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    The Neutrality of Belgium. 3 in fav

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    The Neutrality of Belgium. 5 "Gentl

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    The Neutrality of Belgium. 7 cellor

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    The Neutrality of Belgium. •9 its

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    The Neutrality of Belgium. 11 We th

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    The Neutrality of Belgium. 13 nothi

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    The Neutrality of Belgium. 15 that

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    The Neutrality of Belgium. 17 Belgi

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    The Neutrality of Belgium. 19 Grey

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    The Neutrality of Belgium. 21 but o

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    The Neutrality of Belgium. 23 Omega

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    The Neutrality of Belgium. 25 i "Ne

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    The Neutrality of Belgium. 27 the d

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    The Neutrality of Belgium. 29 "Thro

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    The Neutrality of Belgium. 31 "From

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    The Neutrality of Belgium. 33 which

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    The Neutrality of Belgium. 35 Imper

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    The Neutrality of Belgium. 37 3. Th

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    The Neutrality of Belgium. 39 divis

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    The Neutrality of Belgium. 41 Evide

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    The Neutrality of Belgium. 43 There

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    The Neutrality of Belgium. 45 subst

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    Mobilization and the Morality of Na

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    Violation of Congo Acts. Colonial W

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    Violation of Congo Acts. Colonial W

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    Violation of Congo Acts. Colonial W

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    Violation of Congo Acts. Colonial W

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    The Employment of Barbarous and War

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    The Employment of Barbarous and War

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    Violation of the Neutral Suez Canal

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    Violation of the Neutral Suez Canal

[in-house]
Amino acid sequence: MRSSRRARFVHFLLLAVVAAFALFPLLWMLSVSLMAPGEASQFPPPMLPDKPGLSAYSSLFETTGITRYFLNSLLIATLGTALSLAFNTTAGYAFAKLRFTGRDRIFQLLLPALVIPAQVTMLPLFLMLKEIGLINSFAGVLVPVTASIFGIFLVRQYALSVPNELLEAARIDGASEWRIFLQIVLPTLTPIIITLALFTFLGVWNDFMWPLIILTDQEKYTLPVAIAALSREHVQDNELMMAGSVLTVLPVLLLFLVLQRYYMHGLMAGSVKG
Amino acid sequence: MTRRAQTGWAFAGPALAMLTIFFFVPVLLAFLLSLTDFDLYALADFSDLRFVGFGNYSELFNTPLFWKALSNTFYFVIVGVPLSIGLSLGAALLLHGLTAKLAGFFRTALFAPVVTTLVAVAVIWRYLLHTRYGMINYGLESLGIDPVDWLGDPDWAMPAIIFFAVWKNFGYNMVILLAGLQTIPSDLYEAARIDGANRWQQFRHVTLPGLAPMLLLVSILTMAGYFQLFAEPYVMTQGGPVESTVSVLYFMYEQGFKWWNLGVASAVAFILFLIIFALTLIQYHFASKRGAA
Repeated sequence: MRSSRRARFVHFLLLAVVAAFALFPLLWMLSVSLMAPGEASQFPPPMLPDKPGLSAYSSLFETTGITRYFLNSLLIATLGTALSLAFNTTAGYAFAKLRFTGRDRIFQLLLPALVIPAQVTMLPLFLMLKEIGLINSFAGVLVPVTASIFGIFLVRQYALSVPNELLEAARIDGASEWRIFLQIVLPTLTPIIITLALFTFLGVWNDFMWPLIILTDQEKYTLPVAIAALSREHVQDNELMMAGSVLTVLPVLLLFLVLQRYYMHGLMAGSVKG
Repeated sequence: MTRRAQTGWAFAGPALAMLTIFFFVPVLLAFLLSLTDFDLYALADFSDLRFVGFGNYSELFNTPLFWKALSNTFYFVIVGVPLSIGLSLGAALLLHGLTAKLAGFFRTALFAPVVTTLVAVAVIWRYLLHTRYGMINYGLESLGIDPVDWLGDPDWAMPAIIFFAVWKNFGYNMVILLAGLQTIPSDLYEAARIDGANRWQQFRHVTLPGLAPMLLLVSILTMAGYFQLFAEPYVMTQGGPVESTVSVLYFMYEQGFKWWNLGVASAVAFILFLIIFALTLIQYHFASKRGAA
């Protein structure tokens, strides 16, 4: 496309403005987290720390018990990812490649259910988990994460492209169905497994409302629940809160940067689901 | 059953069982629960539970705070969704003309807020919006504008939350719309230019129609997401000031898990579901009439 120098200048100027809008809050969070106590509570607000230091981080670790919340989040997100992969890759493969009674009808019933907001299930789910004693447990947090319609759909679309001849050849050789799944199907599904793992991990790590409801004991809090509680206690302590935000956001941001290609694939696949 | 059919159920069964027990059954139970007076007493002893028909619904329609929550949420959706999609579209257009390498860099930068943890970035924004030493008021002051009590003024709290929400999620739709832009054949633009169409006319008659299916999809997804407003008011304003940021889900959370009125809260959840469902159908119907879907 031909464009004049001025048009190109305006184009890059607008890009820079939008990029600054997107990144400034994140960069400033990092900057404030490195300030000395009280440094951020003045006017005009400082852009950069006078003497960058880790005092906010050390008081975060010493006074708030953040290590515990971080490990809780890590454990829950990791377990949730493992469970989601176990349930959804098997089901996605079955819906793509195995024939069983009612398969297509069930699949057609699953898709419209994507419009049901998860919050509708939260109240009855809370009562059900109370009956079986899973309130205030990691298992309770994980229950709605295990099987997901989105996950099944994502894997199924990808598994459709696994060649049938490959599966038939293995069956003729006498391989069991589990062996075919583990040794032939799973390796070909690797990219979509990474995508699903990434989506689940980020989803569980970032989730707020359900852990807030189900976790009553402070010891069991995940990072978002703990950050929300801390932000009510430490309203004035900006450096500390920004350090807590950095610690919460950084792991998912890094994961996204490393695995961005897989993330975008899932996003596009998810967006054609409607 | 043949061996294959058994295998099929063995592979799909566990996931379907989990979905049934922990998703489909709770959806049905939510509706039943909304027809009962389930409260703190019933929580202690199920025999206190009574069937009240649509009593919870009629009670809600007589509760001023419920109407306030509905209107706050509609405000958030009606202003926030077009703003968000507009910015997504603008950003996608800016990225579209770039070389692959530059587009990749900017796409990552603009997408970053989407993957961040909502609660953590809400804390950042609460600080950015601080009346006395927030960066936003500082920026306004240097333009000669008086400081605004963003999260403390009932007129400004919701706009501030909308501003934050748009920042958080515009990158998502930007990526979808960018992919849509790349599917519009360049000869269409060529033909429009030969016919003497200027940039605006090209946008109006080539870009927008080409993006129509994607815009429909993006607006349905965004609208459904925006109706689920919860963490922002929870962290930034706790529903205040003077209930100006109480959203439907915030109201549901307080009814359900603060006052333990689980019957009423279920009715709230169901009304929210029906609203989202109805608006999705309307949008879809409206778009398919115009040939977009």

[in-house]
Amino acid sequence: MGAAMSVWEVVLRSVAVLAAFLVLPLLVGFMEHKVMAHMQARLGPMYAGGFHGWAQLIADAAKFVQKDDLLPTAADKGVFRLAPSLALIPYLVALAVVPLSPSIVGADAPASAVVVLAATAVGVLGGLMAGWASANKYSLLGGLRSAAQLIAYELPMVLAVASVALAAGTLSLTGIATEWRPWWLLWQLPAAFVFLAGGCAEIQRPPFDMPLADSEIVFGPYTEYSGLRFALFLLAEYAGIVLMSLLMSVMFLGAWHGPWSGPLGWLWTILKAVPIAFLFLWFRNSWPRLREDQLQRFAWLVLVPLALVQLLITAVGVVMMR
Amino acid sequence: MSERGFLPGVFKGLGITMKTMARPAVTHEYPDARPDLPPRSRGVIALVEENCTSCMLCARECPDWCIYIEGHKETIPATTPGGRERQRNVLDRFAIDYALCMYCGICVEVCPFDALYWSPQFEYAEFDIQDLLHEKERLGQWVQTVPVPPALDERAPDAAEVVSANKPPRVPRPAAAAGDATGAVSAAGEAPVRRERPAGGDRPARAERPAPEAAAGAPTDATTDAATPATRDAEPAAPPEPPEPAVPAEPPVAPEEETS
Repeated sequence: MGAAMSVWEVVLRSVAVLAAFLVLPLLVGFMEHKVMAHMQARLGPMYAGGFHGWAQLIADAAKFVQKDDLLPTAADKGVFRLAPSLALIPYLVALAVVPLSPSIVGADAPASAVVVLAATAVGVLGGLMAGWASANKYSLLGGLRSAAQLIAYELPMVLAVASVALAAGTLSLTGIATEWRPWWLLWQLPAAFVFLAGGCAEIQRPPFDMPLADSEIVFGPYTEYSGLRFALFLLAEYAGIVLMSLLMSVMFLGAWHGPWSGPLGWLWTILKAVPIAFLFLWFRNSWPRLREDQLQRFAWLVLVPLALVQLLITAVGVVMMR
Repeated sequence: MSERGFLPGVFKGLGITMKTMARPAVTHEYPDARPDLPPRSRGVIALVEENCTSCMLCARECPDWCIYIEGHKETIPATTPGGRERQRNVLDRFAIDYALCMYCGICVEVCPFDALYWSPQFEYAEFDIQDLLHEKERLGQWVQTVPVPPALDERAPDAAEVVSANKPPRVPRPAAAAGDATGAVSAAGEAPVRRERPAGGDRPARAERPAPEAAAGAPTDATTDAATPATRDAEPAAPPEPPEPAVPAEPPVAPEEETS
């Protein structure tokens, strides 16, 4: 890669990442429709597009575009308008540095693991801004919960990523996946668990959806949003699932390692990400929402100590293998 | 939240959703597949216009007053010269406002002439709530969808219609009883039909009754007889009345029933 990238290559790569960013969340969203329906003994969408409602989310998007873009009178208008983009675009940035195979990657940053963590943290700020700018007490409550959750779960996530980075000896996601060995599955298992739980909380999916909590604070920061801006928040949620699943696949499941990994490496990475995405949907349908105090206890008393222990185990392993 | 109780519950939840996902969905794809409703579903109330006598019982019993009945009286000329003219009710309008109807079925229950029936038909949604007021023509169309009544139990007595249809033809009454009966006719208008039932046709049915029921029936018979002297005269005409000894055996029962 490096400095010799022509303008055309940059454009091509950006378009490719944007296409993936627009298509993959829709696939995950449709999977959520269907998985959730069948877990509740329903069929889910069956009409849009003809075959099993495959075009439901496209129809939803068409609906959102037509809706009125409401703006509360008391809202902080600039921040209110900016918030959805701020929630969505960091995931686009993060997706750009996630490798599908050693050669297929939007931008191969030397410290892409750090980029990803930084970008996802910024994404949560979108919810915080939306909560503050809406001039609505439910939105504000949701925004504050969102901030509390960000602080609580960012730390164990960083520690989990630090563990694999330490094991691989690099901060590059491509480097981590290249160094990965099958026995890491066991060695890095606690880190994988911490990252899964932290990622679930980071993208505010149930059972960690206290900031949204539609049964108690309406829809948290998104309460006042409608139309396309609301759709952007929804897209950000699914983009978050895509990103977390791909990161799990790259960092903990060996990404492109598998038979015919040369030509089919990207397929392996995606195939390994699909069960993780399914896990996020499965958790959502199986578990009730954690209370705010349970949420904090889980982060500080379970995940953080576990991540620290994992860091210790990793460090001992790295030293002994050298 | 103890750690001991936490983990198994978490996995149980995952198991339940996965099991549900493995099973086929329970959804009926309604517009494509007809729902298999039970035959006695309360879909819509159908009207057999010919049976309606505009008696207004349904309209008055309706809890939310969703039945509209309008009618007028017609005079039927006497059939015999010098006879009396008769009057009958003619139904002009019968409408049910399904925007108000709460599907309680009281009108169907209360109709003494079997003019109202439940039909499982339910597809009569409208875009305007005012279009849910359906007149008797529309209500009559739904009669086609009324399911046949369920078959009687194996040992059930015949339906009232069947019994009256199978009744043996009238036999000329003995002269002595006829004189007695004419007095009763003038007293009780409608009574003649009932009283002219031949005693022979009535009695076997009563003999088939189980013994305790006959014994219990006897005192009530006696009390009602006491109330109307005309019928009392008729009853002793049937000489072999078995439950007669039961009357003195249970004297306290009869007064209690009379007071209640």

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    Violation of the Neutral Suez Canal

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    Chinese Neutrality and Kiao-Chau. "

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    Chinese Neutrality and Kiao-Chau. 6

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    Chinese Neutrality and Kiao-Chau. 7

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    Chinese Neutrality and Kiao-Chau. 7

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    The Use of Dum-Dum Bullets. 75 empi

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    The Use of Dum-Dum Bullets. 77' aga

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    The Use of Dum-Dum Bullets. 79 to m

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    The Use of Dum-Dum Bullets. 81 inte

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    Treatment of Diplomatic Representat

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    Treatment of Diplomatic Representat

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    Violations of Red Cross Rules. 87 l

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    Violations of Red Cross Rules. 89 5

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    Violations of Red Cross Rules. 91 u

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    Violations of Red Cross Rules. 93 a

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    Violations of Red Cross Rules. 95 t

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    Violations of Red Cross Rules. 97 s

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    Violations of Red Cross Rules. 99 t

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    Violations of Red Cross Rules. 101

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    Violations of Red Cross Rules. 103

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    Violations of Red Cross Rules. 105

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    German Treatment of Prisoners and W